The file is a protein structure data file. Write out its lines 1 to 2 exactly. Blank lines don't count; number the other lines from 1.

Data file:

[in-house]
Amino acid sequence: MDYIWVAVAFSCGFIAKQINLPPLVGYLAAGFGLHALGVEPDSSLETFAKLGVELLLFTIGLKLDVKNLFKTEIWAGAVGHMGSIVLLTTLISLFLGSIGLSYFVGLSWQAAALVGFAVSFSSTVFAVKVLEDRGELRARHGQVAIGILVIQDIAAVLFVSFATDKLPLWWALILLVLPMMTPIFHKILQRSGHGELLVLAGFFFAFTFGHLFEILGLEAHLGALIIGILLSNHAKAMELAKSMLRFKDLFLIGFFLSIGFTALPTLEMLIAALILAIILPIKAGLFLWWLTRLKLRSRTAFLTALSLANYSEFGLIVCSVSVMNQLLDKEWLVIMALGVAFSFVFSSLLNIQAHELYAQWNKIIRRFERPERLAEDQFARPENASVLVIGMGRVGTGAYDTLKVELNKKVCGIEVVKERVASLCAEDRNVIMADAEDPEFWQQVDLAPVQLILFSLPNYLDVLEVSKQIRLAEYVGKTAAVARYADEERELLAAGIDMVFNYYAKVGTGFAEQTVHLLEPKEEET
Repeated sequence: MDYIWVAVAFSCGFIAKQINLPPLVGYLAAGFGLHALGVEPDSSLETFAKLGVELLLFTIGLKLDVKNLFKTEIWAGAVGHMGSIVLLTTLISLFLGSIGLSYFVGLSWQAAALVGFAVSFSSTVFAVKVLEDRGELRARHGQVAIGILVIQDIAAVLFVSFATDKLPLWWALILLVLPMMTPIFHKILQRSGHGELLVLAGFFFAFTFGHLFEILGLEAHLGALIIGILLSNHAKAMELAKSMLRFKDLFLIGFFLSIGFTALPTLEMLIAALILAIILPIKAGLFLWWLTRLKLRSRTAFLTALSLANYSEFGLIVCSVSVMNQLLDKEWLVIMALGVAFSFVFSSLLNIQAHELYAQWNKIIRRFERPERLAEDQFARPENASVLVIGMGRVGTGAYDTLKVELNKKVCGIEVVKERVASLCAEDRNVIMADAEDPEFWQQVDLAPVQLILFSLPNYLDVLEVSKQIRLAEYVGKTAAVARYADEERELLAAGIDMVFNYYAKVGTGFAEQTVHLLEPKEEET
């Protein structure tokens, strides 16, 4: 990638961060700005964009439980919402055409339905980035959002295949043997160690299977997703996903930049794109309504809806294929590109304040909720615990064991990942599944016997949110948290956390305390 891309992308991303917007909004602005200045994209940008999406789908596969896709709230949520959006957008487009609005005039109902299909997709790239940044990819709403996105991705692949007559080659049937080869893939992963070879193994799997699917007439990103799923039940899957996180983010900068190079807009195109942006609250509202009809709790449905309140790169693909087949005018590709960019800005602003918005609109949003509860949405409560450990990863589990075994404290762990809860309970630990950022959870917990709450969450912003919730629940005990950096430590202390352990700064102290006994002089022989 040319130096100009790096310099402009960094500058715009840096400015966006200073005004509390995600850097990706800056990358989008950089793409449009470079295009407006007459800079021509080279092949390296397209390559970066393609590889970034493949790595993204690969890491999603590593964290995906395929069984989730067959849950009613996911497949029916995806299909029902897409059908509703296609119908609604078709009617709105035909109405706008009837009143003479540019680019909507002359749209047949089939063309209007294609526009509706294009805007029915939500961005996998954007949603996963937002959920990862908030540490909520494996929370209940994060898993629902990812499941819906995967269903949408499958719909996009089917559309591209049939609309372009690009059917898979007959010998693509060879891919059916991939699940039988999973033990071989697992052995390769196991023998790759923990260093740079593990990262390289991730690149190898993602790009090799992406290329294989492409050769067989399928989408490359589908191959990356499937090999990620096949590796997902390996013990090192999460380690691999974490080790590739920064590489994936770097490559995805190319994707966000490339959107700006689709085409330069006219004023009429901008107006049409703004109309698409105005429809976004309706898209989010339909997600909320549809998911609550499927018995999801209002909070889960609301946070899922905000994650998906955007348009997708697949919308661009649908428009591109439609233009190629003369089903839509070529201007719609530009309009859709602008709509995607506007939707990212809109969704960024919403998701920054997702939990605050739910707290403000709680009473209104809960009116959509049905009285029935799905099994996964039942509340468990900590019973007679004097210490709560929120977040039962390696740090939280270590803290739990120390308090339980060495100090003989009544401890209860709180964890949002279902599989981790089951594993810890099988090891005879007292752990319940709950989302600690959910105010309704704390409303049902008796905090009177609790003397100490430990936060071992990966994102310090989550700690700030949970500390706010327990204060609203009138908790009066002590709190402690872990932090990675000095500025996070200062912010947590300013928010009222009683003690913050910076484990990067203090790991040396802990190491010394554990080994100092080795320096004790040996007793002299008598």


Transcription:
[in-house]
Amino acid sequence: MDYIWVAVAFSCGFIAKQINLPPLVGYLAAGFGLHALGVEPDSSLETFAKLGVELLLFTIGLKLDVKNLFKTEIWAGAVGHMGSIVLLTTLISLFLGSIGLSYFVGLSWQAAALVGFAVSFSSTVFAVKVLEDRGELRARHGQVAIGILVIQDIAAVLFVSFATDKLPLWWALILLVLPMMTPIFHKILQRSGHGELLVLAGFFFAFTFGHLFEILGLEAHLGALIIGILLSNHAKAMELAKSMLRFKDLFLIGFFLSIGFTALPTLEMLIAALILAIILPIKAGLFLWWLTRLKLRSRTAFLTALSLANYSEFGLIVCSVSVMNQLLDKEWLVIMALGVAFSFVFSSLLNIQAHELYAQWNKIIRRFERPERLAEDQFARPENASVLVIGMGRVGTGAYDTLKVELNKKVCGIEVVKERVASLCAEDRNVIMADAEDPEFWQQVDLAPVQLILFSLPNYLDVLEVSKQIRLAEYVGKTAAVARYADEERELLAAGIDMVFNYYAKVGTGFAEQTVHLLEPKEEET